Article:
Making Chanting Shlokas Relevant

These days most people question the reason why we perform various rituals, e.g., chanting various Shlokas. Asking them to “just do it” or not providing believable explanation will only result in them viewing these rituals with disdain. For example, explaining that one chants Shlokas to appease God so that one can get some immediate reward is unlikely to be satisfactory. Invoking God is not going to enable one to buy an expensive car, nor will it help one pass a difficult exam for which one has not studied. Similarly, claiming that chanting will help one in one’s after-life is not going to convince the sceptics. It will work on those who are believers but then the believers are not the ones who ask such questions. We have to provide a explanation that is logically verifiable.

I will explain the idea using the Shloka “Gange cha yamune caiva” as an example. When we first teach the shloka, we should clearly explain how it relates to the rivers in India. It is important to explain that all civilisations and settlements have developed along river banks. References to what is taught to them (e.g., the importance of the Nile to the Egyptians, the importance of the Tigris and Euphrates in Mesopotamia, and the Indus to the civilisation where Vedic religion took root) will help reinforce the idea. Water is a vital resource for all life-forms. We have to be thankful that we do not face acute water shortages that others in many parts of the world face. Therefore, the purpose of chanting this Shloka is for us to express our gratitude for life itself. The next step is to make the Shloka more relevant for those who are in Australia, and perhaps, do not relate to some of the Indian rivers. We should emphasise the importance of our local rivers such as the Murray, Darling, Swan, Paramatta, and Brisbane.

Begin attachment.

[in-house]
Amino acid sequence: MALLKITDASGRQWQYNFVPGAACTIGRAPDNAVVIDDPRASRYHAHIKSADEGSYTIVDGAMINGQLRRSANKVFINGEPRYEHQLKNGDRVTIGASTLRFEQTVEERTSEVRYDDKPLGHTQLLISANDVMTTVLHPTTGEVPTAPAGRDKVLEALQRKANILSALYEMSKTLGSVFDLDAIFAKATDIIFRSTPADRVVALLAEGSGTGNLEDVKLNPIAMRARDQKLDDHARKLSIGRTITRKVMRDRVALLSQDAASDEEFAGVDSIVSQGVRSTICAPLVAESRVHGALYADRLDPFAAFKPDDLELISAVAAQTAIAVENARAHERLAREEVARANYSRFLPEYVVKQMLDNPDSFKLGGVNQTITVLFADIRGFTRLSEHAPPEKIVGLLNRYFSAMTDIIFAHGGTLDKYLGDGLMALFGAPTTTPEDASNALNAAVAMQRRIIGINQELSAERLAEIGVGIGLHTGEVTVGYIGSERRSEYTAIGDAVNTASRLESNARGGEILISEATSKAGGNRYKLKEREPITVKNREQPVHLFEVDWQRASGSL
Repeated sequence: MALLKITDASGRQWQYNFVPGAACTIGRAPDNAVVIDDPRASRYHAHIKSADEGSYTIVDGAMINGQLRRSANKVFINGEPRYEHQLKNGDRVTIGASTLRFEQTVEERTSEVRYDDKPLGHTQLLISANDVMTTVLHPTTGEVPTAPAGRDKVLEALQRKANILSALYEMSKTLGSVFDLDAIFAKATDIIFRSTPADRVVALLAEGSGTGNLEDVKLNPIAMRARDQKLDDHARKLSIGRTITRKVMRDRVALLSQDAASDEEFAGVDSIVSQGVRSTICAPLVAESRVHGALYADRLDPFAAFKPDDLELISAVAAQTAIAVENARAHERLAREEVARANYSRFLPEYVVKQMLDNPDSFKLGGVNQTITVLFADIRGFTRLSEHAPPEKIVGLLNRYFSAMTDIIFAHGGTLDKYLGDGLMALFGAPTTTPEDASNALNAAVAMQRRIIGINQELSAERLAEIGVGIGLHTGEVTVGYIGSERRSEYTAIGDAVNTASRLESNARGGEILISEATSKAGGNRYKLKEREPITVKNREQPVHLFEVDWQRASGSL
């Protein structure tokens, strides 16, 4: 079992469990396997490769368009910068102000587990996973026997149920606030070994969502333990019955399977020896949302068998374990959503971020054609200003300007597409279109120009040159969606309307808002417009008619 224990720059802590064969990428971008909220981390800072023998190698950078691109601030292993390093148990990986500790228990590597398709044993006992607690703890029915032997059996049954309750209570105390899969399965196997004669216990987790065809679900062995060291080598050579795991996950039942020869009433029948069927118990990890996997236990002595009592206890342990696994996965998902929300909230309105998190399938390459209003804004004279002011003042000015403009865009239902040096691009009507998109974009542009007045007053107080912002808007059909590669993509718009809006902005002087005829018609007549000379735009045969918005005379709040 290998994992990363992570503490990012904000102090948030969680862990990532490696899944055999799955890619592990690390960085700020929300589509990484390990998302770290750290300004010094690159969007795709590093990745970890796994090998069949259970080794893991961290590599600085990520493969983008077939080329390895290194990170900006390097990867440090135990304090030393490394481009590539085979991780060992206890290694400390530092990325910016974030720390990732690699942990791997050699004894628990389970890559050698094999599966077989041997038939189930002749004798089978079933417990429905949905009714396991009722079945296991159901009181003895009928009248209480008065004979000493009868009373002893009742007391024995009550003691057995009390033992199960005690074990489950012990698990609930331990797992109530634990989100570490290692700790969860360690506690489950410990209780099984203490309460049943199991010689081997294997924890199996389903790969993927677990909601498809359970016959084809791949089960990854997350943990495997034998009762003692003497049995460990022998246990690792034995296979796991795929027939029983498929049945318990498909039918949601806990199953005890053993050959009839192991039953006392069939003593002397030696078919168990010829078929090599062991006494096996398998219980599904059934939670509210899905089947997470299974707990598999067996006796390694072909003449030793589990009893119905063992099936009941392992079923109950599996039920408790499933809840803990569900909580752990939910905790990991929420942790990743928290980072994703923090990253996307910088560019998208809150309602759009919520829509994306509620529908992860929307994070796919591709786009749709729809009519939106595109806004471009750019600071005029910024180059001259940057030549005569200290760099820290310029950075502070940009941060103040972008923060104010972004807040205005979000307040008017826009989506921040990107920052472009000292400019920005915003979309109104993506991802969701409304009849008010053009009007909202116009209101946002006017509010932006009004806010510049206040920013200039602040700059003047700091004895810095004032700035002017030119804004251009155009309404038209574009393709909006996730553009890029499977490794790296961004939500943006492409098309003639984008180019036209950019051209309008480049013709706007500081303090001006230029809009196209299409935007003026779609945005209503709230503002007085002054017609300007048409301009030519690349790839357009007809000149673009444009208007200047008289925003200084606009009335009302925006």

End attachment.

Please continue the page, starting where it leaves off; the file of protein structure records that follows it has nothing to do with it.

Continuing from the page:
Just chanting the Shloka by itself does not do anything to keep the rivers pristine. We have to also emphasise the need for proper actions that reflect the gratitude. Such actions include not polluting the river, not wasting water and respecting other lives that depend on the river. The aim of chanting is to enable us to remind ourselves of the debt we owe to the rivers and the need to preserve it for future generations. For a more advanced class, concepts such as the need for a certain percentage of dissolved oxygen in the river to sustain the fish or the issue with the water salinity that Australia is facing can be woven in the explanation. That way, we make the Shlokas more relevant to the environment we live in.

Related Readings:
Environmental issues derived from our scriptures:
Mimansa (Reflection) on Vedic Rituals:

Related Images: